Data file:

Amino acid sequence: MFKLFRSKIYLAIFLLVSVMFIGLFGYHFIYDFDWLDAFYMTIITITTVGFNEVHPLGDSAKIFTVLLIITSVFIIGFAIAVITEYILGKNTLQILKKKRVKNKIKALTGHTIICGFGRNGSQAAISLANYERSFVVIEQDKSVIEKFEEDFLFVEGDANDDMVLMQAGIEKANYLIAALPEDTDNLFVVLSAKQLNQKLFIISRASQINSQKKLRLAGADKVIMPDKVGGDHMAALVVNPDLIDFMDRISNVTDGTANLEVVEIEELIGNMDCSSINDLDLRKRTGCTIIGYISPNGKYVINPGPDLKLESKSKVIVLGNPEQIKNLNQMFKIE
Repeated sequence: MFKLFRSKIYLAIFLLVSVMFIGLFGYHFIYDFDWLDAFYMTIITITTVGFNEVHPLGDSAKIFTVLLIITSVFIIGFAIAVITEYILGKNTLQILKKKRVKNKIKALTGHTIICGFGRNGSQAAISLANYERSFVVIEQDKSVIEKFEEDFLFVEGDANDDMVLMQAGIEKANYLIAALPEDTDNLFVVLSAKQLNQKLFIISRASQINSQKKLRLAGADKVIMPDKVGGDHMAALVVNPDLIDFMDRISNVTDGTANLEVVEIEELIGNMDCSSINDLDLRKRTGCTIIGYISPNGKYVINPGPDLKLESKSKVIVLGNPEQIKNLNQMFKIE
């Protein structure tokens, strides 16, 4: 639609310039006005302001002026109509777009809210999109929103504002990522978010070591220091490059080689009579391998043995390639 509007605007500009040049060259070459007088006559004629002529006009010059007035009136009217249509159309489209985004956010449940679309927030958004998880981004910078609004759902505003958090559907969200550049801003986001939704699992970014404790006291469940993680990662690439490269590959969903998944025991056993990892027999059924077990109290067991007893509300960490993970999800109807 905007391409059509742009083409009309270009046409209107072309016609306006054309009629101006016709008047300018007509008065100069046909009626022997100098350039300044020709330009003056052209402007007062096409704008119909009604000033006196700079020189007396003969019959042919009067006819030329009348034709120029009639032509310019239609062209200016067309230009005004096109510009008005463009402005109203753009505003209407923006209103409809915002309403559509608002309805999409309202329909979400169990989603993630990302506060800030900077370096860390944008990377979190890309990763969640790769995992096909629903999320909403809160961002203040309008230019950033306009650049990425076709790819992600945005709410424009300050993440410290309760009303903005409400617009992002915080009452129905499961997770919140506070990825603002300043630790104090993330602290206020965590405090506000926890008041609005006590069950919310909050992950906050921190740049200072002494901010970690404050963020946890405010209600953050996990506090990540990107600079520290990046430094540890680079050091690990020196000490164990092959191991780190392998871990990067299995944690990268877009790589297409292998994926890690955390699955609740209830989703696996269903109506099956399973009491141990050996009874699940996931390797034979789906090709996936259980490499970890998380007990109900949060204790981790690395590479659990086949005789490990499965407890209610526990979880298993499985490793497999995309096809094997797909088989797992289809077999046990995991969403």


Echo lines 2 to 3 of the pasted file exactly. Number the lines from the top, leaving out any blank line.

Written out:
Repeated sequence: MFKLFRSKIYLAIFLLVSVMFIGLFGYHFIYDFDWLDAFYMTIITITTVGFNEVHPLGDSAKIFTVLLIITSVFIIGFAIAVITEYILGKNTLQILKKKRVKNKIKALTGHTIICGFGRNGSQAAISLANYERSFVVIEQDKSVIEKFEEDFLFVEGDANDDMVLMQAGIEKANYLIAALPEDTDNLFVVLSAKQLNQKLFIISRASQINSQKKLRLAGADKVIMPDKVGGDHMAALVVNPDLIDFMDRISNVTDGTANLEVVEIEELIGNMDCSSINDLDLRKRTGCTIIGYISPNGKYVINPGPDLKLESKSKVIVLGNPEQIKNLNQMFKIE
């Protein structure tokens, strides 16, 4: 639609310039006005302001002026109509777009809210999109929103504002990522978010070591220091490059080689009579391998043995390639 509007605007500009040049060259070459007088006559004629002529006009010059007035009136009217249509159309489209985004956010449940679309927030958004998880981004910078609004759902505003958090559907969200550049801003986001939704699992970014404790006291469940993680990662690439490269590959969903998944025991056993990892027999059924077990109290067991007893509300960490993970999800109807 905007391409059509742009083409009309270009046409209107072309016609306006054309009629101006016709008047300018007509008065100069046909009626022997100098350039300044020709330009003056052209402007007062096409704008119909009604000033006196700079020189007396003969019959042919009067006819030329009348034709120029009639032509310019239609062209200016067309230009005004096109510009008005463009402005109203753009505003209407923006209103409809915002309403559509608002309805999409309202329909979400169990989603993630990302506060800030900077370096860390944008990377979190890309990763969640790769995992096909629903999320909403809160961002203040309008230019950033306009650049990425076709790819992600945005709410424009300050993440410290309760009303903005409400617009992002915080009452129905499961997770919140506070990825603002300043630790104090993330602290206020965590405090506000926890008041609005006590069950919310909050992950906050921190740049200072002494901010970690404050963020946890405010209600953050996990506090990540990107600079520290990046430094540890680079050091690990020196000490164990092959191991780190392998871990990067299995944690990268877009790589297409292998994926890690955390699955609740209830989703696996269903109506099956399973009491141990050996009874699940996931390797034979789906090709996936259980490499970890998380007990109900949060204790981790690395590479659990086949005789490990499965407890209610526990979880298993499985490793497999995309096809094997797909088989797992289809077999046990995991969403």